Michael Hoey two off Lee Westwood’s Malaysian lead
Northern Irishman shot a 67 in Kuala Lumpur to keep former champion in his sights
Michael Hoey of Northern Ireland in action during round one of the 2014 Maybank Malaysian Open at Kuala Lumpur Golf & Country Club in Malaysia. Photograph: Ian Walton/Getty Images
Lee Westwood shook off the disappointment of another missed major opportunity with a superb opening round in the Maybank Malaysian Open on Thursday.
The 40-year-old was just three shots off the lead going into the final round at Augusta National before his chances effectively disappeared with a bogey on the third and double bogey on the fourth.
However, the world number 36 was still buoyed by recording his best finish of the season and proved his confidence was not misplaced with a seven-under-par 65 to take the clubhouse lead.
Westwood’s Ryder Cup team-mate Nicolas Colsaerts was a shot behind after carding eight birdies and two bogeys in his 66, while Northern Ireland’s Michael Hoey was two shots back after his 67 was matched by Portugal’s Ricardo Santos.
“A lot of putts went in, that was the highlight,” said Hoey. “I holed a 50-footer on the 13th up the hill. It was good chipping and putting all the way, so I’m really happy.
“It’s weird because my grips hadn’t set properly and I didn’t have a lot of confidence before I went out. The grips were moving slightly so I had to hold down the grip. So it just shows you in golf if you have low expectations you can play well.”
Things did not go so well Shane Lowry, who carded an 80 to lie on eight over par, six adrift of Simon Thornton (74), while Damien McGrane was six over through 15.
Westwood was “pleased to get off to a good start” and “build some momentum”.
He said: “I played well in Houston the week before the Masters and used that momentum going into the Masters. I played well last week in finishing seventh and I was happy to carry that on today.”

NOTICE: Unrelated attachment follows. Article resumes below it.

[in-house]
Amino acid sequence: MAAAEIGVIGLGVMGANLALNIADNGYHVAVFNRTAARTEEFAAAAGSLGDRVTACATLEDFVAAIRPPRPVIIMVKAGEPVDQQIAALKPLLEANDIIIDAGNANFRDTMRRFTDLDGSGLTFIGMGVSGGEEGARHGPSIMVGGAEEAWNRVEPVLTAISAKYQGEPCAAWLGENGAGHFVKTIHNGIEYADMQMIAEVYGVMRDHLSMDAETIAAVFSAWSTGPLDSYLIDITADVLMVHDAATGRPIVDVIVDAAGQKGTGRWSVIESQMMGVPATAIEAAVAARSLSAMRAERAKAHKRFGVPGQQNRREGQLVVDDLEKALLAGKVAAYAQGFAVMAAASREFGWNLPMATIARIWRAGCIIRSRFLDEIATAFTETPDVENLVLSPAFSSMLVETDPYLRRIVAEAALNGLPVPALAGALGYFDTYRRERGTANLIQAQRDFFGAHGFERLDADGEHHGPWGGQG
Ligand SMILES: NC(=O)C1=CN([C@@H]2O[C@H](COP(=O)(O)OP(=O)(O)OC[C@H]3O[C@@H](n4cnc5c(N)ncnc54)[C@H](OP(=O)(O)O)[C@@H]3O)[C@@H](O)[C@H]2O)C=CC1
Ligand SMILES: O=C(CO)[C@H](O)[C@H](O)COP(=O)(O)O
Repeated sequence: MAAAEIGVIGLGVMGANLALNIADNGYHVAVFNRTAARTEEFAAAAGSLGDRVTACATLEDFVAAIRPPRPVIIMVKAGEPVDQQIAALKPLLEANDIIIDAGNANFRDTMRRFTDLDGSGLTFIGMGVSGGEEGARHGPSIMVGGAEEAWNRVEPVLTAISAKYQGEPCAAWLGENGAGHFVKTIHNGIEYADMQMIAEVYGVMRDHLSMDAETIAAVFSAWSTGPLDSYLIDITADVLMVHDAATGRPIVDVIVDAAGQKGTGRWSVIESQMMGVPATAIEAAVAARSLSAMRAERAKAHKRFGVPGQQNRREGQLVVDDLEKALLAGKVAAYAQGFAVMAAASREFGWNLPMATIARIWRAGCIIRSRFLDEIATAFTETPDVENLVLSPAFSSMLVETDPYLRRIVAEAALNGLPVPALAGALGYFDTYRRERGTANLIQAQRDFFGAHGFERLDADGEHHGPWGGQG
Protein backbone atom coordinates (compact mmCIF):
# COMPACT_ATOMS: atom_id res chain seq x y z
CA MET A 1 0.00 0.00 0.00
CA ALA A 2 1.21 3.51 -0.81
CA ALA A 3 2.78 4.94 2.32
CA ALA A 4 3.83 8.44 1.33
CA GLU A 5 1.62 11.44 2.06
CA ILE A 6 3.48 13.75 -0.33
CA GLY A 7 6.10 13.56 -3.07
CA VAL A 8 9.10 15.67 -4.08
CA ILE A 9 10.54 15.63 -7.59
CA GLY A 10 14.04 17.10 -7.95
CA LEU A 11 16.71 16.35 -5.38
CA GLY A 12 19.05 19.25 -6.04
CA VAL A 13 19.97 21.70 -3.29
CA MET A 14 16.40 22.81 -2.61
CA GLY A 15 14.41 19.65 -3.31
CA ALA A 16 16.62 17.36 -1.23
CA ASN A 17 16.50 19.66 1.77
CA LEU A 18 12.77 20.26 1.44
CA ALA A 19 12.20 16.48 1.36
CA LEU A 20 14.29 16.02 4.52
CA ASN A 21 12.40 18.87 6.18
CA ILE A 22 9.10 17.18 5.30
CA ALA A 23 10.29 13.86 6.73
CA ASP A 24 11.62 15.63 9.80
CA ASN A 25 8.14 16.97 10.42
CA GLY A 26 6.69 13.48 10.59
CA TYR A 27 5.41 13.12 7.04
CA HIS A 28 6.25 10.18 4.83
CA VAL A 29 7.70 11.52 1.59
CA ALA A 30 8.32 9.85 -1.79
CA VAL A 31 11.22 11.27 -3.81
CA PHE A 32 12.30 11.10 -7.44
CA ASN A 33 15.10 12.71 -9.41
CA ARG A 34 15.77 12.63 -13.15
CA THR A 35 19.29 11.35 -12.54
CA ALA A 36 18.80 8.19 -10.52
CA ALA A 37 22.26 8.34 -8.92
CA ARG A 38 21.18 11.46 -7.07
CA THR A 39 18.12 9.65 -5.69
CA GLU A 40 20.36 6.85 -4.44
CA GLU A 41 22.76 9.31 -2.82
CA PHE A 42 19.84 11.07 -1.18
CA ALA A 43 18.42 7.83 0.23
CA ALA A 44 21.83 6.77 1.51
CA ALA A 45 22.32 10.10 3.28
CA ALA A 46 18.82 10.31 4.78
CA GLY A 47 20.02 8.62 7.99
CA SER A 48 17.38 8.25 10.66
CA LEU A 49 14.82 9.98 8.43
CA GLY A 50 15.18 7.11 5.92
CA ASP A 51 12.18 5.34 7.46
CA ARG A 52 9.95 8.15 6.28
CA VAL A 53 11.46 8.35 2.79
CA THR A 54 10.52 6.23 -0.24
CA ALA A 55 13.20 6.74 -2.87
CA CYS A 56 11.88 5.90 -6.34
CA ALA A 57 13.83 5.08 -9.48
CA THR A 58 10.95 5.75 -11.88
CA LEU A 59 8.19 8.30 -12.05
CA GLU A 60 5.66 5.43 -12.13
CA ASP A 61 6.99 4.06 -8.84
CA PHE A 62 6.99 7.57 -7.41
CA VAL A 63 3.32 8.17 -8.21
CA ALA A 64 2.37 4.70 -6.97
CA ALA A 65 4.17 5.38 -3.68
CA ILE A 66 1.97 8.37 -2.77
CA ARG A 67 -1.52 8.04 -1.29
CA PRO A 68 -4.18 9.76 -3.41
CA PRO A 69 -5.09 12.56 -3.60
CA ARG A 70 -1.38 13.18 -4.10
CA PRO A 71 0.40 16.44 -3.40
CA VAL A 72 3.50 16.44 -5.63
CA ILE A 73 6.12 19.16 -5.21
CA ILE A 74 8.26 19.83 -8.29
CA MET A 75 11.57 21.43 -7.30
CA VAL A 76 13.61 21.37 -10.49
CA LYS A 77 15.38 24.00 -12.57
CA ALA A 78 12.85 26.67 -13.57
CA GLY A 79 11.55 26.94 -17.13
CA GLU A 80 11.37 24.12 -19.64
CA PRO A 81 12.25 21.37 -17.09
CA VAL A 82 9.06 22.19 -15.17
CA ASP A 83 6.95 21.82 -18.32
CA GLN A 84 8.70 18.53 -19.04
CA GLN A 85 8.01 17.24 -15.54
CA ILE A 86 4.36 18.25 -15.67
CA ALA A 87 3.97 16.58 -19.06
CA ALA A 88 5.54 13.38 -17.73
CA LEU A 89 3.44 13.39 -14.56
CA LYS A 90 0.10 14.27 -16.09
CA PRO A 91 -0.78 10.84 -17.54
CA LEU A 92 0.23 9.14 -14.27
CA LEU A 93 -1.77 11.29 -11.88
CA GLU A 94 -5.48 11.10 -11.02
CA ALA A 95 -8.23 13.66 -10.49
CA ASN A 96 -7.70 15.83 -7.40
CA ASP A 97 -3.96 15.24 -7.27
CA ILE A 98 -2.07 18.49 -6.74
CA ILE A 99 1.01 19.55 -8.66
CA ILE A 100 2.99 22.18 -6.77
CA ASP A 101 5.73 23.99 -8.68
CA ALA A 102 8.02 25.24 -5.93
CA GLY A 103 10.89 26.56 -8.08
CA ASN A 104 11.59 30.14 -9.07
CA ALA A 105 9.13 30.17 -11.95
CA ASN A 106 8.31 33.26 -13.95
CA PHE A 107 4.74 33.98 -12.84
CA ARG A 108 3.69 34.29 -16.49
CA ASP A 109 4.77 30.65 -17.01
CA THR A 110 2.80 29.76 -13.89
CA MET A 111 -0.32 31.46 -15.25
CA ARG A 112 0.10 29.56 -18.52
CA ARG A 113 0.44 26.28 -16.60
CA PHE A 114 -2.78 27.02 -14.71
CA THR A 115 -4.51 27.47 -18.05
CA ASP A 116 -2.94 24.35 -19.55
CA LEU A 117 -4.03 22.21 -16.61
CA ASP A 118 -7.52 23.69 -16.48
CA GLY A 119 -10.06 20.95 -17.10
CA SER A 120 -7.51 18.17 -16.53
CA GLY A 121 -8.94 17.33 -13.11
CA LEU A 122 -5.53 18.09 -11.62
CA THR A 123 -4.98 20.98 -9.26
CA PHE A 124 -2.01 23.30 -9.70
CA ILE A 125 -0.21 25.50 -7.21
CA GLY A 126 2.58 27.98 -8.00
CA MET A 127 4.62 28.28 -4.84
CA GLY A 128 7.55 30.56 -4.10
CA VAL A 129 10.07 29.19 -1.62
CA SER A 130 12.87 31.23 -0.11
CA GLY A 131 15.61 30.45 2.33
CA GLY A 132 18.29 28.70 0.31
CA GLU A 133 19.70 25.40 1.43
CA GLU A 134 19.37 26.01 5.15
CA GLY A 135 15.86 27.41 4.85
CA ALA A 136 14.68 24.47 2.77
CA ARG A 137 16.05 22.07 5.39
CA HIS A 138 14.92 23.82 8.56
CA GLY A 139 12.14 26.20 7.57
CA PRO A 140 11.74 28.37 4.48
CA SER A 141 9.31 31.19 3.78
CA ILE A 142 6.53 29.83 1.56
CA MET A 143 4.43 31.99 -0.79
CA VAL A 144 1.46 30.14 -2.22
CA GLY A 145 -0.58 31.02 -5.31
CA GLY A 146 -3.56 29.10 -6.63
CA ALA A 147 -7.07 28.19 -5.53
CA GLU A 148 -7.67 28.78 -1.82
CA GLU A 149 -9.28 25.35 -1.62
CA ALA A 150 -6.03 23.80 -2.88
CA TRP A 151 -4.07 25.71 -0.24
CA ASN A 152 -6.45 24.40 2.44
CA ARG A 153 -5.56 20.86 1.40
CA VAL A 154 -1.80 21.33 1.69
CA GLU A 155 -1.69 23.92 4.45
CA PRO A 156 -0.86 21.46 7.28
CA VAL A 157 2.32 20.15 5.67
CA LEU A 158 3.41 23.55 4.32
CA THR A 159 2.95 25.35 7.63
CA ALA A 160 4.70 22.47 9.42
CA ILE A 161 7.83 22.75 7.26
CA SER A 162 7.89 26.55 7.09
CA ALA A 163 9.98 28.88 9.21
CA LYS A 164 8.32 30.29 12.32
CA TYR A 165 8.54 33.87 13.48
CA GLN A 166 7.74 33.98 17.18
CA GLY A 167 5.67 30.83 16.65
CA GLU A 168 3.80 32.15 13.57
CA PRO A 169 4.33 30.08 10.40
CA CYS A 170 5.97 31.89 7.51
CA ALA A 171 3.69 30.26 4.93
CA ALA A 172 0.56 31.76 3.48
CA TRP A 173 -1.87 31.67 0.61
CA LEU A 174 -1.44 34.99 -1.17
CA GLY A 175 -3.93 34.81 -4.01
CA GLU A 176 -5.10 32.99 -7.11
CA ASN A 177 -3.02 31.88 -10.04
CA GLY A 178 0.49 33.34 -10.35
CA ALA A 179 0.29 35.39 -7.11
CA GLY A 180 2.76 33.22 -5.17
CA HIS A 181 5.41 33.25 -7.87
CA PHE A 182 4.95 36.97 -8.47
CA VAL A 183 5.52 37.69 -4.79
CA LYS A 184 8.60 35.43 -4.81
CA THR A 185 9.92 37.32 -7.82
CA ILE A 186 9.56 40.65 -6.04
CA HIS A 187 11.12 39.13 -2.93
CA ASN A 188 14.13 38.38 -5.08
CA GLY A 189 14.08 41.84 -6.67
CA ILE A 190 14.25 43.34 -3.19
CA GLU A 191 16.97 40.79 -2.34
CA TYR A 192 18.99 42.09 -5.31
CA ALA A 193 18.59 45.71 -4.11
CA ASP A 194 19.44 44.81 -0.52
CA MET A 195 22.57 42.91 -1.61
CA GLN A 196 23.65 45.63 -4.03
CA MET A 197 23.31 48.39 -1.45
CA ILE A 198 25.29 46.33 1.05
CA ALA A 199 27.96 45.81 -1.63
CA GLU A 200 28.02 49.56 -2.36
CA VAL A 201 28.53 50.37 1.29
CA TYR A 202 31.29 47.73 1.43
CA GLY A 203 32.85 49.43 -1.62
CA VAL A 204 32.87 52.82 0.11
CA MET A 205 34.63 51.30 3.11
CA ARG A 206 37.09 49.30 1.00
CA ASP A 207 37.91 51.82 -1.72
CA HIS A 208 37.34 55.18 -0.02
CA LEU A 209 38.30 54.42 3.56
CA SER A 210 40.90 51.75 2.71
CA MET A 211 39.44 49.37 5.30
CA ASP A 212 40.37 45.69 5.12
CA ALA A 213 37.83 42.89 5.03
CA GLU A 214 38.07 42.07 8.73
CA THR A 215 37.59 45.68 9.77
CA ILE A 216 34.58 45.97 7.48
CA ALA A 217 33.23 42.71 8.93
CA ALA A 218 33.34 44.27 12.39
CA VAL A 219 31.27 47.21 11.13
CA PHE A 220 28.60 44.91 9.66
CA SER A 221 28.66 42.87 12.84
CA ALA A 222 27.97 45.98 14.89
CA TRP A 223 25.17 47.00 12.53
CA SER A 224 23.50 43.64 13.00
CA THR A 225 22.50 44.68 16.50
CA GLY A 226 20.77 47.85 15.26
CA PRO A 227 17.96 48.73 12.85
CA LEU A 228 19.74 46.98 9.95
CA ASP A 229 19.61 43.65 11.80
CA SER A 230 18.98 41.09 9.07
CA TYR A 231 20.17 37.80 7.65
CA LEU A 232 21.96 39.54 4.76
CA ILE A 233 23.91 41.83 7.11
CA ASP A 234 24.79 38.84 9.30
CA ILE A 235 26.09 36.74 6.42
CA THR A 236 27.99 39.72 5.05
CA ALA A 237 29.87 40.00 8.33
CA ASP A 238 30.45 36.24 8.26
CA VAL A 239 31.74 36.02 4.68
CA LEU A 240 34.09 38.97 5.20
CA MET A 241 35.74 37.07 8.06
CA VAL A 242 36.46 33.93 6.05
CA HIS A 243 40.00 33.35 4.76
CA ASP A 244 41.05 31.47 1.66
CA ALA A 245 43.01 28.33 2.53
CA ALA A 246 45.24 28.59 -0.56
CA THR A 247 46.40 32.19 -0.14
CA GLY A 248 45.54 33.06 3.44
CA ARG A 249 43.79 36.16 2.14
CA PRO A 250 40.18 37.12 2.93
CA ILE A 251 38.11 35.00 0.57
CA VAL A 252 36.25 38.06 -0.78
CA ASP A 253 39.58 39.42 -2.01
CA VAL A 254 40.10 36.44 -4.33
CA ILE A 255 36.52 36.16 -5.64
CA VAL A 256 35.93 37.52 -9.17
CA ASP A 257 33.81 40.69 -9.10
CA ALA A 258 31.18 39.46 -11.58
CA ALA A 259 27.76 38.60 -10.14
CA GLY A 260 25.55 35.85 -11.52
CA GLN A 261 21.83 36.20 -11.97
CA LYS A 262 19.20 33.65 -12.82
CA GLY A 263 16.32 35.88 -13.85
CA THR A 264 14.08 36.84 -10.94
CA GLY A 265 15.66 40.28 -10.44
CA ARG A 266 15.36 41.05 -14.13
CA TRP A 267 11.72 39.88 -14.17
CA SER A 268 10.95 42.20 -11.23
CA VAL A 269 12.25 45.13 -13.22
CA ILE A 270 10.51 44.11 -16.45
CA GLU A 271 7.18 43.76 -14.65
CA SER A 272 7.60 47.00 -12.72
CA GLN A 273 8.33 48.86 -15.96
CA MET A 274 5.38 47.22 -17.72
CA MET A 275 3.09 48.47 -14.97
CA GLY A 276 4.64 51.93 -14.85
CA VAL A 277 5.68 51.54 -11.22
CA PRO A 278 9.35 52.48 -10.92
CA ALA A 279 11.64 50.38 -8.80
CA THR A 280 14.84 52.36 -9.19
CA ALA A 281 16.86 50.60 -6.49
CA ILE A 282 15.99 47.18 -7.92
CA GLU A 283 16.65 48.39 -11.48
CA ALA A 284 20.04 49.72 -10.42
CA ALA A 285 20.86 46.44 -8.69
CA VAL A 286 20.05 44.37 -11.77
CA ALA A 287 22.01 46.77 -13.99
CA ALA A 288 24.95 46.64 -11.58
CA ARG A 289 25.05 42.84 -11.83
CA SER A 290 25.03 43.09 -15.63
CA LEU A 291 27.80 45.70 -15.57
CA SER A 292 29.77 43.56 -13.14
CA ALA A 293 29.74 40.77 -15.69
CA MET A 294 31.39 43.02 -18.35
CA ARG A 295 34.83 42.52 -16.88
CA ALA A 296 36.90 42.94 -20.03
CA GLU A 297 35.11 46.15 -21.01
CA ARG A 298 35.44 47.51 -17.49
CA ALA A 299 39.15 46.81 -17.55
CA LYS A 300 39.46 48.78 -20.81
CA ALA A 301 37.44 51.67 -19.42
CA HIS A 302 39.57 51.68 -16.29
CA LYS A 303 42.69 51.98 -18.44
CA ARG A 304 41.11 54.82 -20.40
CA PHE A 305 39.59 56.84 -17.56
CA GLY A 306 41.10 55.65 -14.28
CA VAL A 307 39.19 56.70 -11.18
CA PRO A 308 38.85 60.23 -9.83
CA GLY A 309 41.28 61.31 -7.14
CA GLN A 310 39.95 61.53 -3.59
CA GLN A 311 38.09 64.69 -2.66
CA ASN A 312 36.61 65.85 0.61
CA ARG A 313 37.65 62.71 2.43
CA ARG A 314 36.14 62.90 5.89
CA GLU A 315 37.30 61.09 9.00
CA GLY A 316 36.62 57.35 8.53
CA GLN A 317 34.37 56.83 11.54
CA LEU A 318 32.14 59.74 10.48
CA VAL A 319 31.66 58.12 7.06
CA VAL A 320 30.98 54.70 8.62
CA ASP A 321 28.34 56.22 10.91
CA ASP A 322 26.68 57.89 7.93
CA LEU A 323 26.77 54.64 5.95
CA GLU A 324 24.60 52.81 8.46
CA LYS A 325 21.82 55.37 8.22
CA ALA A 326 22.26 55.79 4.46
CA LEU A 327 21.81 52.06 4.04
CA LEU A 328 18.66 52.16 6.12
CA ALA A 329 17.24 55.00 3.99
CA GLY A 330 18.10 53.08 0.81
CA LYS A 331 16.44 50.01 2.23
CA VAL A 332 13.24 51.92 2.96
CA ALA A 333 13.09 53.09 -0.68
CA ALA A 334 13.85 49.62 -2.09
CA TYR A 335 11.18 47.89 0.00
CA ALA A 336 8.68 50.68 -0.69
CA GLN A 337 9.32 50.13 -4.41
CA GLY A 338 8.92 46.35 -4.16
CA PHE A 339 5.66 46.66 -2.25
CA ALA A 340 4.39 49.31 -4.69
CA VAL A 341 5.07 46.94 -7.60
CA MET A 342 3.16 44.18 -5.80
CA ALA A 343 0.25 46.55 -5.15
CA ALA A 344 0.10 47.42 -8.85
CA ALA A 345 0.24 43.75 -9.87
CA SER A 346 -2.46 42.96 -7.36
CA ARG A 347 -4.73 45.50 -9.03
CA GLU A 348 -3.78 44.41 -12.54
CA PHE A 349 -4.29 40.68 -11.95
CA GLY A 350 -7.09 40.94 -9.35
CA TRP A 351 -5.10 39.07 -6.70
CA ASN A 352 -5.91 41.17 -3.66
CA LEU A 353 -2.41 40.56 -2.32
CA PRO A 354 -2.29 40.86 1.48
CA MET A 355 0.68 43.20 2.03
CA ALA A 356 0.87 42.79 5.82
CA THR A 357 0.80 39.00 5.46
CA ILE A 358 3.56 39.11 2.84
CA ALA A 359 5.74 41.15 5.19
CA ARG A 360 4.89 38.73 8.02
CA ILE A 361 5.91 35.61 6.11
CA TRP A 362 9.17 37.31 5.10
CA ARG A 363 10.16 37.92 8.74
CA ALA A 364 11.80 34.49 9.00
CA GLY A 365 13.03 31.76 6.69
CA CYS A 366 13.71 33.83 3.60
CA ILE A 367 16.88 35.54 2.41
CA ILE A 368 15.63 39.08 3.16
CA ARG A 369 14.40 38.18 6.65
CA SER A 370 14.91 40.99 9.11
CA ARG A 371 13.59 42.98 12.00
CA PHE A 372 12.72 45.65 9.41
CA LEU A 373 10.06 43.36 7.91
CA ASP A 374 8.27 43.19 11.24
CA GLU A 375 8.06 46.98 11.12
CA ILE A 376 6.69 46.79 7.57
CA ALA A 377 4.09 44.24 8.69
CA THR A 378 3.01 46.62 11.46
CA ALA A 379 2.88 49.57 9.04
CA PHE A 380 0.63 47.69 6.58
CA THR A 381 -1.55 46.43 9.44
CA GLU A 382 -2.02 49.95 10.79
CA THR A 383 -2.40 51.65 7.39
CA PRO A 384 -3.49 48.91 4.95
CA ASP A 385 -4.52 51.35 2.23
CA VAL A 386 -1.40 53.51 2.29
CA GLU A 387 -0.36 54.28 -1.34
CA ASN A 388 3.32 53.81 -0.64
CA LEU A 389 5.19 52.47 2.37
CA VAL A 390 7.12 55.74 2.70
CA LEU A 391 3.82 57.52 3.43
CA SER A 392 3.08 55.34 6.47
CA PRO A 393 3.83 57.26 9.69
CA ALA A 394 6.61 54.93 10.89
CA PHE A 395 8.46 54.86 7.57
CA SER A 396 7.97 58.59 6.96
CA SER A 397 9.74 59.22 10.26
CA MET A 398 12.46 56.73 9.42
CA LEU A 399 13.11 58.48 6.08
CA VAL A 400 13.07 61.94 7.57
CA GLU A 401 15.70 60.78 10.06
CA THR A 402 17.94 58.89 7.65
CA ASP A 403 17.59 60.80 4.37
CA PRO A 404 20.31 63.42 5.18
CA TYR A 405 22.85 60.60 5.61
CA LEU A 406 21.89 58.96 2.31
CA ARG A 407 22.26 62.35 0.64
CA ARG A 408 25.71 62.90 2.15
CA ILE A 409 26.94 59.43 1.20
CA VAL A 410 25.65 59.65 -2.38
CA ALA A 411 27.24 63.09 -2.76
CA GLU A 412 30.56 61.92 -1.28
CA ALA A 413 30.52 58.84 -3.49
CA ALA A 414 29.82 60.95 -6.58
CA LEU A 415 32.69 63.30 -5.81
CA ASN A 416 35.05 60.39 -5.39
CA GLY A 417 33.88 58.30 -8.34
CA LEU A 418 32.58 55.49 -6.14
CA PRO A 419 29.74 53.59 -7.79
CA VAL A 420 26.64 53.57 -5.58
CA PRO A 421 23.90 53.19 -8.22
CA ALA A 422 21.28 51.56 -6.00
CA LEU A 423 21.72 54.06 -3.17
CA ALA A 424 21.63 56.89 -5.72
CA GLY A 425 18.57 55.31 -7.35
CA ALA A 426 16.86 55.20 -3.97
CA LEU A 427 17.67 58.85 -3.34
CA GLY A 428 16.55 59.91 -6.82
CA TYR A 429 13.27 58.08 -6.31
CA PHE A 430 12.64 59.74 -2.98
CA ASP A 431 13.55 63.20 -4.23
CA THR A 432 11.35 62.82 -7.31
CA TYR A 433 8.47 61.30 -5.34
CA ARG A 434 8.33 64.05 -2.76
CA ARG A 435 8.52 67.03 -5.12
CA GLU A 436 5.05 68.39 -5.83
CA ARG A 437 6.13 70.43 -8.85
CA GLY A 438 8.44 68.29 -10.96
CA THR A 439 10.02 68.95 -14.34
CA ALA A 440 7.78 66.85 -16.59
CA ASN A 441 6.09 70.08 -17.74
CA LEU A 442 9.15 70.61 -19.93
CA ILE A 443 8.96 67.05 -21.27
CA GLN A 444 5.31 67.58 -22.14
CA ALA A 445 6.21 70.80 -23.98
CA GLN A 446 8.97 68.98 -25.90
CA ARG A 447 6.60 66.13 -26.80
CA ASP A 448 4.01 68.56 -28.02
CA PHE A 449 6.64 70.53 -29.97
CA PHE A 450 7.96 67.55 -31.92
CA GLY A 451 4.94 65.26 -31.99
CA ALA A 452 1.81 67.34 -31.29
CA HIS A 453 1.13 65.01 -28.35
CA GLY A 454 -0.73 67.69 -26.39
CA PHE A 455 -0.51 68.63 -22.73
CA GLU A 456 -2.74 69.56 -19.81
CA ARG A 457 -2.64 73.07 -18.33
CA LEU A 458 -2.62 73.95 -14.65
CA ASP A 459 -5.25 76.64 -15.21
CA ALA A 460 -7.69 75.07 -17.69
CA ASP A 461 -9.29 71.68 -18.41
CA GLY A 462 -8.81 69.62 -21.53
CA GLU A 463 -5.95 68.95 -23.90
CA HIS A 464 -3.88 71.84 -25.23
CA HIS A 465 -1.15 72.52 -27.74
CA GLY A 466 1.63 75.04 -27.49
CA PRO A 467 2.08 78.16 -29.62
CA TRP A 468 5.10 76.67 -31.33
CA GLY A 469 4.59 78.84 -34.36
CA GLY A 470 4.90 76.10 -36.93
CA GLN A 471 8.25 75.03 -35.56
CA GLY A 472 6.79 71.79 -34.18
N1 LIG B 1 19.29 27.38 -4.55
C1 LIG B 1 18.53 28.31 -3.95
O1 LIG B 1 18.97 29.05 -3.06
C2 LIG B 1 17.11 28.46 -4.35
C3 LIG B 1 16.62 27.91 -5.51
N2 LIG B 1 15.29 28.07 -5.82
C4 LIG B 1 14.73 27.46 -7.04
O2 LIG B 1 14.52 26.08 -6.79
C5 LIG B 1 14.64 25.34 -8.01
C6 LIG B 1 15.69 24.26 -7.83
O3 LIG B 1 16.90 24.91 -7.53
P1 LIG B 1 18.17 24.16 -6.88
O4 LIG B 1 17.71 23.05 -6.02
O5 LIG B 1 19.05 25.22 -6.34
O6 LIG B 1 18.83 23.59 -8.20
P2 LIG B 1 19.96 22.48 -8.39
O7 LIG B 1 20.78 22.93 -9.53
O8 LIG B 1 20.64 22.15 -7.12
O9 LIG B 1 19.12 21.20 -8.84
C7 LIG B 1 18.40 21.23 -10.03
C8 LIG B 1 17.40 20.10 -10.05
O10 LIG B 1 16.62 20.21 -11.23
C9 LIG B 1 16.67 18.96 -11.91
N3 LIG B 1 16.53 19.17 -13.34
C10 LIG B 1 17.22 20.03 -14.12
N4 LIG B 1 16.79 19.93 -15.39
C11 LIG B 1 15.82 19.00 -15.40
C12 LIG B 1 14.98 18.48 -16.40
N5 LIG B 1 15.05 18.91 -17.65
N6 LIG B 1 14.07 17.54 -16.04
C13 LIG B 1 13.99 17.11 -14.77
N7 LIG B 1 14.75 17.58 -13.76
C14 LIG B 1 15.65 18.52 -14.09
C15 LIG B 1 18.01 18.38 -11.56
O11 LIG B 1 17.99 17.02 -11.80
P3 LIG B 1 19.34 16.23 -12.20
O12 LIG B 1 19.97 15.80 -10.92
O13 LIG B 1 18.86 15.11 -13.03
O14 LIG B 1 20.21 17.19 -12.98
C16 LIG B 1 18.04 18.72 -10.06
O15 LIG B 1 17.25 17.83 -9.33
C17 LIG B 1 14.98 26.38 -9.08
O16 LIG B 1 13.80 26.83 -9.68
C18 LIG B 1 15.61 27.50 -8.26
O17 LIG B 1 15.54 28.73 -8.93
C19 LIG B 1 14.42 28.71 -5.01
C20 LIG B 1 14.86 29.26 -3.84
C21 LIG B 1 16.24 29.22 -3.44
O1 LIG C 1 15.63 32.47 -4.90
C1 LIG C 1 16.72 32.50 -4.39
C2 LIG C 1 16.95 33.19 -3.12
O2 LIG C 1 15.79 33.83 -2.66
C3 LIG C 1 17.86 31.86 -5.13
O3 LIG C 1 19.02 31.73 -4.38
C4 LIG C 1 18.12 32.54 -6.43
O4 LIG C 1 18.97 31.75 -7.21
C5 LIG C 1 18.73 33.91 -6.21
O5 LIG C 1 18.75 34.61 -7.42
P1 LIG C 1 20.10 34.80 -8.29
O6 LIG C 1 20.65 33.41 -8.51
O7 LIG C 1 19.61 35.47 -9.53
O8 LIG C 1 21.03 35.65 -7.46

Starting from the 10th, Westwood’s round got off to a slow start with a bogey on the 539-yard par five, but that would be his only dropped shot of the day. Birdies on the 12th, 14th and 16th took the former world number one to the turn in 34 and a front nine of 31, including birdies at four of his last five holes, took Westwood to the top of the leaderboard.
“I didn’t make the best of starts but fortunately that didn’t set the tone for the day,” added Westwood, who won the Malaysian Open in 1997 before it became co-sanctioned with the European Tour and Asian Tour and has recorded 12 of his 40 worldwide victories in Asia.
“I hit it really well and hit it close a lot. I had to be patient because I was hitting good putts and they weren’t going in. I holed one from about eight feet on my 16th, 25 feet on the second-last hole and a nice 15-footer with a bit of curl on the last. So it was a good round of golf in tricky conditions.
“It’s obviously very hot and you have to keep hydrated. The course is soft so it’s playing its longest, and the greens are firm. It’s testament to how good the construction of the greens are when you consider the rain we’ve had over the past couple of days. They are still releasing out, which was hard to get your head around.”
South African Jbe Kruger, who won on the Sunshine Tour last week, and Julien Quesne of France carded four-under 68s.